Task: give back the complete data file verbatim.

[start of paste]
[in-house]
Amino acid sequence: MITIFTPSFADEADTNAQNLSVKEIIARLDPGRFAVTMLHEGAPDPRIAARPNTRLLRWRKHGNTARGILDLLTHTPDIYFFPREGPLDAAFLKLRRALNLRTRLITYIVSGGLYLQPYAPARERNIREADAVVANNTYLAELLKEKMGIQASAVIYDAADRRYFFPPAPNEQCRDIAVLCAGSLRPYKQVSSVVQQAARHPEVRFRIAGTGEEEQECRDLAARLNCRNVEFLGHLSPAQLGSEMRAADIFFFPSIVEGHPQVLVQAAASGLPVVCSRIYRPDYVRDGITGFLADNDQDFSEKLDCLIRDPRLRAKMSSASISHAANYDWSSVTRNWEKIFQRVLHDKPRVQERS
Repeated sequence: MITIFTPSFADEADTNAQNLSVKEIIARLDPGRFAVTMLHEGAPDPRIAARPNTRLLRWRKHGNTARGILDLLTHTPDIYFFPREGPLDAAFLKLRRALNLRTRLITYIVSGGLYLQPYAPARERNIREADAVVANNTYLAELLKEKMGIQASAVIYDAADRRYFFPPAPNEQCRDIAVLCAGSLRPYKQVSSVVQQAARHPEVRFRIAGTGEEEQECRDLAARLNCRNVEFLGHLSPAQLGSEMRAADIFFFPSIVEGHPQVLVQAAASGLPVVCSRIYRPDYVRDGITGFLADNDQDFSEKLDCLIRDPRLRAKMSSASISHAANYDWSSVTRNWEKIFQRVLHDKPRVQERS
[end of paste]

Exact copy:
[in-house]
Amino acid sequence: MITIFTPSFADEADTNAQNLSVKEIIARLDPGRFAVTMLHEGAPDPRIAARPNTRLLRWRKHGNTARGILDLLTHTPDIYFFPREGPLDAAFLKLRRALNLRTRLITYIVSGGLYLQPYAPARERNIREADAVVANNTYLAELLKEKMGIQASAVIYDAADRRYFFPPAPNEQCRDIAVLCAGSLRPYKQVSSVVQQAARHPEVRFRIAGTGEEEQECRDLAARLNCRNVEFLGHLSPAQLGSEMRAADIFFFPSIVEGHPQVLVQAAASGLPVVCSRIYRPDYVRDGITGFLADNDQDFSEKLDCLIRDPRLRAKMSSASISHAANYDWSSVTRNWEKIFQRVLHDKPRVQERS
Repeated sequence: MITIFTPSFADEADTNAQNLSVKEIIARLDPGRFAVTMLHEGAPDPRIAARPNTRLLRWRKHGNTARGILDLLTHTPDIYFFPREGPLDAAFLKLRRALNLRTRLITYIVSGGLYLQPYAPARERNIREADAVVANNTYLAELLKEKMGIQASAVIYDAADRRYFFPPAPNEQCRDIAVLCAGSLRPYKQVSSVVQQAARHPEVRFRIAGTGEEEQECRDLAARLNCRNVEFLGHLSPAQLGSEMRAADIFFFPSIVEGHPQVLVQAAASGLPVVCSRIYRPDYVRDGITGFLADNDQDFSEKLDCLIRDPRLRAKMSSASISHAANYDWSSVTRNWEKIFQRVLHDKPRVQERS